The main character wakes up in a large apartment on the riverside with relatively modest looking interior. While looking around to see if he is alone he finds an advertisement clipping for a large screen TV. By picking it up the earth starts shaking and suddenly he finds himself in an updated version of that apartment. Simple wooden and textile furniture is replaced with more modern and more expensive looking leather furniture, large swimming pool appears in the front yard, and the TV from the advertisement is where the aquarium was. He tries to leave the apartment, but the moment he passes through the door another earthquake happens and he realizes that this door does not exist anymore and he cannot go back. He is now in the same house but instead on riverside, it is now on the tropical shore. Apartment is again updated with more expensive designer furniture. In this version of the world almost everything is artificial – the aquarium from the first level is now only a screensaver on computer screens; his front yard from the first level has became a golf course on a golf simulator; instead of the plasma TV there is an interactive TV in the form of a holographic shopping totem. He does not resist temptation to take the remote controller off the sofa which triggers another quake, and from this point on he is not moving through his world but through his mental representation of the world. Going to the doors he sees a glimpse of what the next version of the apartment would look like – it’s only one room with Virtual Reality Head-Mounted-Display. Deciding not to go through this door he tries to open second door but it is too late to open it as the broken doorknob came off in his hand. Frustrated and without options he throws the doorknob in the panoramic window looking at the seaside. As the window breaks he realizes that there is a brick wall behind it and that the perfect vista is just an illusion! Retreating in disbelief, he crumples in the corner as another earthquake happens and he turns into a houseplant.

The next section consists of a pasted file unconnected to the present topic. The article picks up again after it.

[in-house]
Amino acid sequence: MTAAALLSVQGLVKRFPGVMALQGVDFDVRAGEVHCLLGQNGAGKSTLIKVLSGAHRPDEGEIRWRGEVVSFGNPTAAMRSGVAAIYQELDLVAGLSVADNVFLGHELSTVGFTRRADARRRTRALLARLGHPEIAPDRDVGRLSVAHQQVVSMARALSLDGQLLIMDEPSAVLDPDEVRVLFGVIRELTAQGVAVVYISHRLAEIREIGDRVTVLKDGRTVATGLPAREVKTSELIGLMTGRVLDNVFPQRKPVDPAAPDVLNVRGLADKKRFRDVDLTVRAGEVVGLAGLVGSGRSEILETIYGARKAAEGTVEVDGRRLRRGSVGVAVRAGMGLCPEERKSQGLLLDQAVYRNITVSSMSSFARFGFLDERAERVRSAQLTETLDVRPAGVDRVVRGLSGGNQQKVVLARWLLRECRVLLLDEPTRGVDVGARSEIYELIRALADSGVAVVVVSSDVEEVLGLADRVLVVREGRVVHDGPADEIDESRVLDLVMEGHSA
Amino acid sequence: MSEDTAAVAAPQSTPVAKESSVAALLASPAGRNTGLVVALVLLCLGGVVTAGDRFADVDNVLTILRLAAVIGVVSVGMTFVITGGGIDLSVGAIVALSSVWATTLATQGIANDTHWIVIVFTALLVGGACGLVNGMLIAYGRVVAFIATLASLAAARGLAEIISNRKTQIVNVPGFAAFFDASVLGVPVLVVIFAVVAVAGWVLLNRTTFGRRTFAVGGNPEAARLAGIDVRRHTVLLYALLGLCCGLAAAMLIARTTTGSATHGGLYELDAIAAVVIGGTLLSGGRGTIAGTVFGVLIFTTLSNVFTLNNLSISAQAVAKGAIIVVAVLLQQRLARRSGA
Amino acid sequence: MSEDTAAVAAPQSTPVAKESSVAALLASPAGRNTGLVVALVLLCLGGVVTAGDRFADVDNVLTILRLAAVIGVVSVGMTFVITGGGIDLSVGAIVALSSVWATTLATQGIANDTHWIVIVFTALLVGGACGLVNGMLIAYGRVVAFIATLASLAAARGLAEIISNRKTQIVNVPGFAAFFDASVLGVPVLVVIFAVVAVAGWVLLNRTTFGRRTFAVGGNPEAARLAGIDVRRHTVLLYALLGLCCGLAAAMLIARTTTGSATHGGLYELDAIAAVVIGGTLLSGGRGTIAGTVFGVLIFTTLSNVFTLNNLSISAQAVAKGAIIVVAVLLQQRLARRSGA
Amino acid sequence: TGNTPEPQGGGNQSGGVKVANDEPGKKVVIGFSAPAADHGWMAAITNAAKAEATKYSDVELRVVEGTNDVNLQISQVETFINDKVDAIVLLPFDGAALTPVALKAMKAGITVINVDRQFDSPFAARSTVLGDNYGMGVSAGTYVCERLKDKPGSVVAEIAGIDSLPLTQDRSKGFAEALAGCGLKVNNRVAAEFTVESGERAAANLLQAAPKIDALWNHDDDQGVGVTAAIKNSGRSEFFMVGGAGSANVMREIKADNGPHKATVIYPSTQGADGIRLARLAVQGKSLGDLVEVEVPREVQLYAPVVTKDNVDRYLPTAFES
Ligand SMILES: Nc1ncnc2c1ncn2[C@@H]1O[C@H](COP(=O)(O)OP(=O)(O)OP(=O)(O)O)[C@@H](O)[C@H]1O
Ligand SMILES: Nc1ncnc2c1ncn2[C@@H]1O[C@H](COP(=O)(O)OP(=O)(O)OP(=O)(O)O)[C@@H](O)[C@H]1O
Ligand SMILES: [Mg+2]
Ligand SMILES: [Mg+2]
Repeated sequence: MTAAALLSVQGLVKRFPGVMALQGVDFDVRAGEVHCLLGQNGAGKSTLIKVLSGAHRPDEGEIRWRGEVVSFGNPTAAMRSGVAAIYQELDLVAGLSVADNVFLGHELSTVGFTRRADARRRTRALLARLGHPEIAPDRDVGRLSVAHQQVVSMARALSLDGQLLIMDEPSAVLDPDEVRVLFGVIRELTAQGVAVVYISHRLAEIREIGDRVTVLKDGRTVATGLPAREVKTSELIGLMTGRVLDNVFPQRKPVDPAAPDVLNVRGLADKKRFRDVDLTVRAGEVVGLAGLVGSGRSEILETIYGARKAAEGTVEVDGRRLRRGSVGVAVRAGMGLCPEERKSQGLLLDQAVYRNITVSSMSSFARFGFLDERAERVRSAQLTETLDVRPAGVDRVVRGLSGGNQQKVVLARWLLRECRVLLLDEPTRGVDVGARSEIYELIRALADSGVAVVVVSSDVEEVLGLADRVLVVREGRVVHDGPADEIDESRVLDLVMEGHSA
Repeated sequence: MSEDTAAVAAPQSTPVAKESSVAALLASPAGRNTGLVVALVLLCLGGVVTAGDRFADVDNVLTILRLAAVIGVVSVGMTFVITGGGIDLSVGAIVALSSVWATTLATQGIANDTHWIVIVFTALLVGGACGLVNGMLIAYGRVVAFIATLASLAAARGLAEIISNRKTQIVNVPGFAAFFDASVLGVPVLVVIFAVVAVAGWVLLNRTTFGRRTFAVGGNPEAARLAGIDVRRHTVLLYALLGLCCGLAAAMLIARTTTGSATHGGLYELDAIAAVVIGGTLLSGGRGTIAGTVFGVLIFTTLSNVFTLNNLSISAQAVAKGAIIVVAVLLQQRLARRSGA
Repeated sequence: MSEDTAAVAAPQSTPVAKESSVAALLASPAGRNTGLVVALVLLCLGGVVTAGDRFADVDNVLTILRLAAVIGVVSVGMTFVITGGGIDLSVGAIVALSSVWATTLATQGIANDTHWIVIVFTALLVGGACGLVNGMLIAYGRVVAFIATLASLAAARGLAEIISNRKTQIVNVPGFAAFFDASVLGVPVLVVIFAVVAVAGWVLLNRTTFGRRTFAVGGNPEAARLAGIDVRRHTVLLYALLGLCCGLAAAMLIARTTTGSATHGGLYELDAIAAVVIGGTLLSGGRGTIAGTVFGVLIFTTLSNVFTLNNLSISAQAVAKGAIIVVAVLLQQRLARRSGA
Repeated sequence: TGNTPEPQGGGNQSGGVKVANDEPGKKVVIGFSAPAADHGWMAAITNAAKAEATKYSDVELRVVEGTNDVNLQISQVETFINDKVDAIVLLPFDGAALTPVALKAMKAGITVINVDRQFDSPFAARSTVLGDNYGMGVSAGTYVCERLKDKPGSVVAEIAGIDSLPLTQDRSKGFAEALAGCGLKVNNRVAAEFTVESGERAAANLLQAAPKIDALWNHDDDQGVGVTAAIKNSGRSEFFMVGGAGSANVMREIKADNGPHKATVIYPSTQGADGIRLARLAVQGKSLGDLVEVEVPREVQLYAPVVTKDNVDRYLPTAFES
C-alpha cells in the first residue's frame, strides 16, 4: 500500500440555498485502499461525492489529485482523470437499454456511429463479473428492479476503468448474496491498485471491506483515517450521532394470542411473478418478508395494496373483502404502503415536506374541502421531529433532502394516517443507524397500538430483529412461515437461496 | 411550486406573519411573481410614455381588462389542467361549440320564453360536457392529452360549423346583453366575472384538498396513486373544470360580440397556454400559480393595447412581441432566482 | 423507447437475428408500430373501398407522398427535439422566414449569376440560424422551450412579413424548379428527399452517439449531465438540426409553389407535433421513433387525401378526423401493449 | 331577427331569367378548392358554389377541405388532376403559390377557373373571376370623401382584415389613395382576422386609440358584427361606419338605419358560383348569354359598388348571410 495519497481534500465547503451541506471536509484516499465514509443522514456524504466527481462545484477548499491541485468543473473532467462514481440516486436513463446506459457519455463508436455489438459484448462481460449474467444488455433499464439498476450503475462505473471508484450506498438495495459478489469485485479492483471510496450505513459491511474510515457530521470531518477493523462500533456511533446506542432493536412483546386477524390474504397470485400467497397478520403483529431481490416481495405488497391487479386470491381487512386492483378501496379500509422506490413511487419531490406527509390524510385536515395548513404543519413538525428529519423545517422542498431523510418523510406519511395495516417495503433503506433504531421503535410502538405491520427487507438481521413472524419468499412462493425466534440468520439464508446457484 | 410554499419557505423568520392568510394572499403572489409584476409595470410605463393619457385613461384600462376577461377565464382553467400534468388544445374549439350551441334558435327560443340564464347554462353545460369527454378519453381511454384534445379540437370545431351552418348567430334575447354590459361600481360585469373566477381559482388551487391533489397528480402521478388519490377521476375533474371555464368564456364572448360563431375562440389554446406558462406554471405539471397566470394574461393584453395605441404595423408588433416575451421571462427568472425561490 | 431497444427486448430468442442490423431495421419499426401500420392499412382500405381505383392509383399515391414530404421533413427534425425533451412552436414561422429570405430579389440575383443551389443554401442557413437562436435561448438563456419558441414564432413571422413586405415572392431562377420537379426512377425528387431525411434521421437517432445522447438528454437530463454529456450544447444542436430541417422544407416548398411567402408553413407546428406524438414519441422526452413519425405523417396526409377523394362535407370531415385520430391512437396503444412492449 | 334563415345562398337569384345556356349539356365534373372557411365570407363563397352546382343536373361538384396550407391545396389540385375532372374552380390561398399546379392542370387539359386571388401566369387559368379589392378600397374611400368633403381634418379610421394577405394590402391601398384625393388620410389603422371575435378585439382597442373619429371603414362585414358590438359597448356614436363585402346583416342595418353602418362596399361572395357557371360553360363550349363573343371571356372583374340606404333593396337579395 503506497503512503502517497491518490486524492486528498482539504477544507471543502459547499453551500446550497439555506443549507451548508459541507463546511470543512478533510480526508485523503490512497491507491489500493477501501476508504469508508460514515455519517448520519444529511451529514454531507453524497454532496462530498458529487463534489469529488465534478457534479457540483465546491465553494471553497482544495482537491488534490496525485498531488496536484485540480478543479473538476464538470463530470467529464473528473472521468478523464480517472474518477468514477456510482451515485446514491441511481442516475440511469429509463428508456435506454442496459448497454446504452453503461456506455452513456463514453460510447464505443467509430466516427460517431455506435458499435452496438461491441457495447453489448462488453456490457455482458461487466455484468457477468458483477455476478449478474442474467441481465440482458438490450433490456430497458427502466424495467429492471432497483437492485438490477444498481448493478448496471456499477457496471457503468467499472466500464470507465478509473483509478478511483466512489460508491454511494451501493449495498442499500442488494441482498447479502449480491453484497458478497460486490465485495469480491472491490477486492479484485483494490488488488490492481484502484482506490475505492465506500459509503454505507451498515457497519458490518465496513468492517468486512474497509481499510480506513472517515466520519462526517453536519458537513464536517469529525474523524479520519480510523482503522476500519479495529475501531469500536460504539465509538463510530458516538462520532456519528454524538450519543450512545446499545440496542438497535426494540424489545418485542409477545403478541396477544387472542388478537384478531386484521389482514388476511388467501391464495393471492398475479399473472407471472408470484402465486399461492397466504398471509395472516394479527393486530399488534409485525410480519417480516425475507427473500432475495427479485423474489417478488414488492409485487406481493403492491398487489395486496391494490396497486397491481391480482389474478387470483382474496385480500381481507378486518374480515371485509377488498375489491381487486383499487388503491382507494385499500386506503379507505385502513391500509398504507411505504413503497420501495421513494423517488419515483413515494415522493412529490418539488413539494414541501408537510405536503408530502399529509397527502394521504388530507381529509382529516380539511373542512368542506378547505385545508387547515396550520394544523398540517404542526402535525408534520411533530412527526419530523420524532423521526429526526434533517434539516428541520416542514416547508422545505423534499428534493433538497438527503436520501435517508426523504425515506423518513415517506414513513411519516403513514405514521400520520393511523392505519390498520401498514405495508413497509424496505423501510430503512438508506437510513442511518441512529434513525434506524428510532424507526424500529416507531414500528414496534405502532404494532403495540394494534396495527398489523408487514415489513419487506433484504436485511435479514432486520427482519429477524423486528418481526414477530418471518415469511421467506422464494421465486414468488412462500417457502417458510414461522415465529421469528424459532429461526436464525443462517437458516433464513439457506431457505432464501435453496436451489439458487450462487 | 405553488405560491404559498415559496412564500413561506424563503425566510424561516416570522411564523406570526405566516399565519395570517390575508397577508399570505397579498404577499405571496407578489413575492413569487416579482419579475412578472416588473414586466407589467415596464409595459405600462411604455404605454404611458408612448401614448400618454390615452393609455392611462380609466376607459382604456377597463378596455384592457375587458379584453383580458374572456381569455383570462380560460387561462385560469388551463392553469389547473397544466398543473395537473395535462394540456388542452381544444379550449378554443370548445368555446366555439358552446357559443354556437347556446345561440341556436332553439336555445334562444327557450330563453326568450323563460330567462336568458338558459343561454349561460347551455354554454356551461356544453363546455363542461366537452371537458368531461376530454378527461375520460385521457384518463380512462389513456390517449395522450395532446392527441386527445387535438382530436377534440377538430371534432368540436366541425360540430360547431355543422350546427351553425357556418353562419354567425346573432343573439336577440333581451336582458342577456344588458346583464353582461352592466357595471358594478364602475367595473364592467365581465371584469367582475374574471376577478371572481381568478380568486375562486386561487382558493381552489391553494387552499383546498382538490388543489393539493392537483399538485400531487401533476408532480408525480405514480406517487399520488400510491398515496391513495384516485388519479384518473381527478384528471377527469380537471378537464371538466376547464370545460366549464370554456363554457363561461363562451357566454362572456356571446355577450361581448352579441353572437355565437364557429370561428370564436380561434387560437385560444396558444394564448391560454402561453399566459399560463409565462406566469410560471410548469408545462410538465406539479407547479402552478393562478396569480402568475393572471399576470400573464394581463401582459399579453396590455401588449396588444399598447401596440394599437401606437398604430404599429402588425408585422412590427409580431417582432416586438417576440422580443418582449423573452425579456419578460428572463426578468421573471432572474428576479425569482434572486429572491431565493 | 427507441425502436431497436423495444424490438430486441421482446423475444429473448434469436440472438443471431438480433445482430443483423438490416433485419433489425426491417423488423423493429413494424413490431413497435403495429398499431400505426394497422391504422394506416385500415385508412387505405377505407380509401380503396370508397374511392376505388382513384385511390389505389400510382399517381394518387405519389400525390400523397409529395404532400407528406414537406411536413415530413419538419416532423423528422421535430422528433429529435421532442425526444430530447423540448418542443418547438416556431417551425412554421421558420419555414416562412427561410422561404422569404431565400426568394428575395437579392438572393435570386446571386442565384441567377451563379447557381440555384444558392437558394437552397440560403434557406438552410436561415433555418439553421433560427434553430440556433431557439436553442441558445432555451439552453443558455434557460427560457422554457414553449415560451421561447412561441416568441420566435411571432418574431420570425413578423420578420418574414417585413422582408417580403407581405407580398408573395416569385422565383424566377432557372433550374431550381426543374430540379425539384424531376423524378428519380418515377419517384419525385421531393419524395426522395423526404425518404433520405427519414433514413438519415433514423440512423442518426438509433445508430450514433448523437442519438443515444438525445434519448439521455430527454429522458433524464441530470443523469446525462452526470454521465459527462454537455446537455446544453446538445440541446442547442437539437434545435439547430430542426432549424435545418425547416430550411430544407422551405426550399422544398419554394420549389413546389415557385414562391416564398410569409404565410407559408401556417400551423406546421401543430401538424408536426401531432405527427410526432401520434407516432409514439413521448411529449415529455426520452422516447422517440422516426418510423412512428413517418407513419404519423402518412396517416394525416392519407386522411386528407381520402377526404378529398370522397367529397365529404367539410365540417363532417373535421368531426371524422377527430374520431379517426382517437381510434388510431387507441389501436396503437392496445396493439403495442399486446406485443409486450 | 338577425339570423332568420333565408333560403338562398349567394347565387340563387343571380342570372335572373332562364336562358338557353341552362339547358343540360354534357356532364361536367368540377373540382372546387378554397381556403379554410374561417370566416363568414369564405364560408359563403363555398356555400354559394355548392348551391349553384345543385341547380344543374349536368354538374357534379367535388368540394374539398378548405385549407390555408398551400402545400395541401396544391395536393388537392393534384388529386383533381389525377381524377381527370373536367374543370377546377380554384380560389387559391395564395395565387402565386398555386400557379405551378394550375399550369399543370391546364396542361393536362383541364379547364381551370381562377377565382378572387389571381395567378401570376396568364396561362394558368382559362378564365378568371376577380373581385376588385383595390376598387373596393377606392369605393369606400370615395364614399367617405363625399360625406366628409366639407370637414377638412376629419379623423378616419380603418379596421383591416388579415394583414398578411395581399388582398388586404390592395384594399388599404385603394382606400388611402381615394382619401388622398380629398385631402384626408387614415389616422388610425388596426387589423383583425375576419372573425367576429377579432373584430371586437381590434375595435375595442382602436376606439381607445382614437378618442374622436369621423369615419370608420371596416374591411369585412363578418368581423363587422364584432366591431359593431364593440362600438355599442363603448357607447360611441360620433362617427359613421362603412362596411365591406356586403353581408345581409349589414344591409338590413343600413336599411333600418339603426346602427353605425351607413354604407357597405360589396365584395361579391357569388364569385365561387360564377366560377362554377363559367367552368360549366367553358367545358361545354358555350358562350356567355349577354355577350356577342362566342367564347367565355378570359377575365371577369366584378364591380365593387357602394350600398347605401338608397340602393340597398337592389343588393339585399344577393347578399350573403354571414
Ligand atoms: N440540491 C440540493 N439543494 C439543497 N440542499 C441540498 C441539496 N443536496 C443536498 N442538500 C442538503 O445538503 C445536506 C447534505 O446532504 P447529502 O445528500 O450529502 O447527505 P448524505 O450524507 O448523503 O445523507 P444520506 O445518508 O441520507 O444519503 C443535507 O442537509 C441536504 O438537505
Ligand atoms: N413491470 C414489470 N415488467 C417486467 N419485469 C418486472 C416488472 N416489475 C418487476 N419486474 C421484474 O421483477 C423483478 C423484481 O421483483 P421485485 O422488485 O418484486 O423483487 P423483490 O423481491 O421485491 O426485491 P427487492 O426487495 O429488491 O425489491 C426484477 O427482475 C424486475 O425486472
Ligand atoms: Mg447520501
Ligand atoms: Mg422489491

The plot is divided into 4 “levels”, each representing deeper level of consumerism. The main character starts in natural environment and through contact with media advances to more luxurious but also to more sterile and artificial version of the same environment. The interior changes gradually from modest one with wooden furniture and laminate floor, to the expensive leather furniture, chrome and granite finishing in the third level. TV set, as the symbol of consumerist society, grows through stages, and is also used to trigger first change of stages when character finds newspaper advertisement for large screen TV. With each new stage, character’s apartment is more luxurious, but at the same time it becomes emptier – with each change, there are less dining chairs, sectional sofas are replaced with individual sofas and at the end with only one sofa, representing degradation of the social life in modern societies.
At the beginning of the 4th level, character is not moving any more through his materialistic world, but he is moving through his mental map of that world. This is shown by fixing camera in space and rotating the apartment around the character.
Throughout the film, character is in conflict as he tries to get out to the nature, but at the same time he is drawn to material possessions while creating his perfect world around himself. As he is getting more distanced from the nature, his human interactions and reality are being replaced with virtual reality. With technological ‘extensions’, human capacities get reduced, making one less of a life’s active participant and more a passive observer. This notion culminates at the end of film as he gets merged into his world and turns into a house plant. Plant is here a metaphor for a modern consumer; it is a relatively passive life form, exposed and helpless to the outside influences as the man is helpless to media influences and new social imposed values. Consumer is owned by his material possessions.
European Premiere: Backup Kurzfilmfestival, Germany
US Premiere: Zeitgeist Media Festival - LA, US